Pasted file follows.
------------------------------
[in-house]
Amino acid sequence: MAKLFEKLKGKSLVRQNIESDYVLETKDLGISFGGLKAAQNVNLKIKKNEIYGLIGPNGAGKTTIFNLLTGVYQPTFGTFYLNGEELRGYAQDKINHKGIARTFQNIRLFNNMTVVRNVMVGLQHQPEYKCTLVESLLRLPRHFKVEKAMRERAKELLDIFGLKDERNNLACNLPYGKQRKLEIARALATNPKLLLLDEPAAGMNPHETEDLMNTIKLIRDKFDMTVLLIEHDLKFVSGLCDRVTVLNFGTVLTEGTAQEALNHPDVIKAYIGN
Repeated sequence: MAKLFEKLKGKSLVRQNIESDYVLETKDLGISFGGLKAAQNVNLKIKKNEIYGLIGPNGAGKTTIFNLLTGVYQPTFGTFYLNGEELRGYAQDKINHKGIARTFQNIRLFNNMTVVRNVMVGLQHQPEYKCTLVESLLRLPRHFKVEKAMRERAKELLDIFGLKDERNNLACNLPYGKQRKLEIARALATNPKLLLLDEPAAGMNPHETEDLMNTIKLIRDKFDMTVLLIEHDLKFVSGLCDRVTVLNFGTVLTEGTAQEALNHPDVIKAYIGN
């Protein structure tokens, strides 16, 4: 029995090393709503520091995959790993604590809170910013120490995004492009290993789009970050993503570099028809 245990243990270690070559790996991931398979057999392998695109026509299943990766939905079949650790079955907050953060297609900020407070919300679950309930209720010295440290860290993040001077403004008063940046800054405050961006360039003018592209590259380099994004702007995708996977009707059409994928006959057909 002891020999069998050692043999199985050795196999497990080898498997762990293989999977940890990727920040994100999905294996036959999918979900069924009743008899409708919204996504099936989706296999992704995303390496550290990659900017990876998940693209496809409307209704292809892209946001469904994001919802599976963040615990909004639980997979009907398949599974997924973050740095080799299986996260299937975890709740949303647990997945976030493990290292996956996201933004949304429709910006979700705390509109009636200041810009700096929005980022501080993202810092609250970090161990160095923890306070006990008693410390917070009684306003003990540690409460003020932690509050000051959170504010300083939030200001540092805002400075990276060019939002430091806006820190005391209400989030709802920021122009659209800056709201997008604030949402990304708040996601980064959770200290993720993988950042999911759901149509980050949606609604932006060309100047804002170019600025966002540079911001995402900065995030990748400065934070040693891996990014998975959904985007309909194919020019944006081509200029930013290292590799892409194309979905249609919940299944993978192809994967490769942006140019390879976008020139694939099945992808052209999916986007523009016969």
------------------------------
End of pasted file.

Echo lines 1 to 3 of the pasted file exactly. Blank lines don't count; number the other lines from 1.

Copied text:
[in-house]
Amino acid sequence: MAKLFEKLKGKSLVRQNIESDYVLETKDLGISFGGLKAAQNVNLKIKKNEIYGLIGPNGAGKTTIFNLLTGVYQPTFGTFYLNGEELRGYAQDKINHKGIARTFQNIRLFNNMTVVRNVMVGLQHQPEYKCTLVESLLRLPRHFKVEKAMRERAKELLDIFGLKDERNNLACNLPYGKQRKLEIARALATNPKLLLLDEPAAGMNPHETEDLMNTIKLIRDKFDMTVLLIEHDLKFVSGLCDRVTVLNFGTVLTEGTAQEALNHPDVIKAYIGN
Repeated sequence: MAKLFEKLKGKSLVRQNIESDYVLETKDLGISFGGLKAAQNVNLKIKKNEIYGLIGPNGAGKTTIFNLLTGVYQPTFGTFYLNGEELRGYAQDKINHKGIARTFQNIRLFNNMTVVRNVMVGLQHQPEYKCTLVESLLRLPRHFKVEKAMRERAKELLDIFGLKDERNNLACNLPYGKQRKLEIARALATNPKLLLLDEPAAGMNPHETEDLMNTIKLIRDKFDMTVLLIEHDLKFVSGLCDRVTVLNFGTVLTEGTAQEALNHPDVIKAYIGN